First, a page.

Richard Wilbur, Renowned American Poet And Translator, Dies At 96 : The Two-Way His commitment to traditional forms, with tight patterns and taut construction, stood out among his contemporaries. He said his craft was finding order in pain and chaos — not creating it.
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Richard Wilbur Reads 'The Opposite Of Pillow'

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Richard Wilbur, Renowned American Poet And Translator, Dies At 96

Richard Wilbur, Renowned American Poet And Translator, Dies At 96

Poet Richard Wilbur, shown at his home in Cummington, Mass., in 2006, died on Saturday at the age of 96. Wilbur, a Pulitzer Prize-winning poet and translator, intrigued and delighted generations of readers and theatergoers through his rhyming editions of Moliere and his own verse on memory, writing and nature. Nancy Palmieri/AP hide caption

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Nancy Palmieri/AP

Poet Richard Wilbur, shown at his home in Cummington, Mass., in 2006, died on Saturday at the age of 96. Wilbur, a Pulitzer Prize-winning poet and translator, intrigued and delighted generations of readers and theatergoers through his rhyming editions of Moliere and his own verse on memory, writing and nature.

Nancy Palmieri/AP

Richard Wilbur, the former poet laureate and two-time Pulitzer Prize winner renowned for his elegant, exquisitely crafted formal poetry has died at the age of 96.

Wilbur died on Saturday, with his family at his side, friend and fellow poet Dana Gioia told the Associated Press. He leaves behind a body of work that was showered with acclaim — in addition to his Pulitzers, Wilbur won the National Book Award, a National Medal of the Arts, the Bollingen Prize (twice) the Wallace Stevens Award, the Frost Medal, a Guggenheim Fellowship (twice), the T.S. Eliot Award, the Edna St. Vincent Millay Memorial Award, among others.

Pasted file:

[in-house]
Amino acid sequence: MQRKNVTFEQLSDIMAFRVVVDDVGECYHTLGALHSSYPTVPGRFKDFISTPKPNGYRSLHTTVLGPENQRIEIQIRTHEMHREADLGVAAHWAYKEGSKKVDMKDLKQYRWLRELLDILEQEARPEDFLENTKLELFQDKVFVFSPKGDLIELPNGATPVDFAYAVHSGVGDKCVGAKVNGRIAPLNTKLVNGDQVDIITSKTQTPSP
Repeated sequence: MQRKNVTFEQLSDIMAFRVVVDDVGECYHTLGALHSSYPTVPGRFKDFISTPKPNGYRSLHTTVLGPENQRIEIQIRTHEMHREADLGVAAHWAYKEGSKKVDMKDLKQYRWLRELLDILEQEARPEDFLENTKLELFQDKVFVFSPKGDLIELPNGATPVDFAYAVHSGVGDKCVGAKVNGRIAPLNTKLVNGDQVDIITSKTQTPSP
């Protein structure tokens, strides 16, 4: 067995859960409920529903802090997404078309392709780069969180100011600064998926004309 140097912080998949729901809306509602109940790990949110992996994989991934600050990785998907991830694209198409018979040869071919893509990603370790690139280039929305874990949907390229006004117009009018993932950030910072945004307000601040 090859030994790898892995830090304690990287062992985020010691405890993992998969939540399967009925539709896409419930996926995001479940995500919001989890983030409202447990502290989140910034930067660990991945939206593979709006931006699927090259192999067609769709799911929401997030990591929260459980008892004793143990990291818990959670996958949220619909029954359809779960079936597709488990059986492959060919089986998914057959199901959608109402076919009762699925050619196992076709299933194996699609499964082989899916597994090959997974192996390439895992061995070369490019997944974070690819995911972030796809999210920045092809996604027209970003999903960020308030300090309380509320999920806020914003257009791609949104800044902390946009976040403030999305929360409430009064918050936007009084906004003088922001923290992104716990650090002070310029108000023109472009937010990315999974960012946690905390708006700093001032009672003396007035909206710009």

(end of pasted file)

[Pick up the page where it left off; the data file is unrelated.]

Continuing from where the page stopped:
He was renowned as a translator of French drama, transforming the work of Moliere and Racine into perfectly rhymed English. He also wrote the book for Leonard Bernstein's take on Voltaire's Candide.

Wilbur wrote books for children, too, including several volumes of playful rhymes about "opposites" — an armadillo, as the opposite of a pillow, for instance.

Richard Wilbur Reads 'The Opposite Of Pillow'

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In 1991, when an NPR host asked Wilbur if the poet laureate ought to be writing such poetry, the poet laughed. "I have no fear of lowering myself," he said.

But above all, he was famous for his mastery of so-called "traditional forms," tautly constructed and regularly rhymed.

Within the constraints of a sonnet, couplet or another precise pattern, he could build suspense, wring surprises — or weave a minute slice of life with exquisite craftsmanship:

Fringing the woods, the stone walls, and the lanes, Old thickets everywhere have come alive, Their new leaves reaching out in fans of five From tangles overarched by this year's canes.

They have their flowers, too, it being June, And here or there in brambled dark-and-light Are small, five-petalled blooms of chalky white, As random-clustered and as loosely strewn

As the far stars ...

Poetry like this — crystalline perfection in its form, with a tendency toward detachment — was not exactly fashionable for most of Wilbur's career. But as his colleagues pursued more experimental structures, he continued to work within the tight confines of the patterns he loved, to widespread acclaim.

He knew that comforting, orderly consistency in a form could contain, even conceal, great horror — as in his poem "Terza Rima," written, of course, in terza rima:

In this great form, as Dante proved in Hell,

There is no dreadful thing that can't be said

In passing. Here, for instance, one could tell

How our jeep skidded sideways toward the dead

Enemy soldier with the staring eyes,

Bumping a little as it struck his head

And then flew on, as if toward Paradise.

As that poem suggests, Wilbur's calm, orderly and reflective work was born out of the horror and uncertainty of World War II. He began taking poetry seriously as a soldier, during his three years in combat.

"It was one of the few constructive things I could do with the long periods of idleness which military service involves — writing poetry was something to do," he told NPR's Fresh Air in 1989. "And then there was the general disorder and doubtfulness of the world. We didn't know, when our war against Adolf Hitler began, that we were going to beat him. We might have lived in a Hitler world for years thereafter, for all we knew.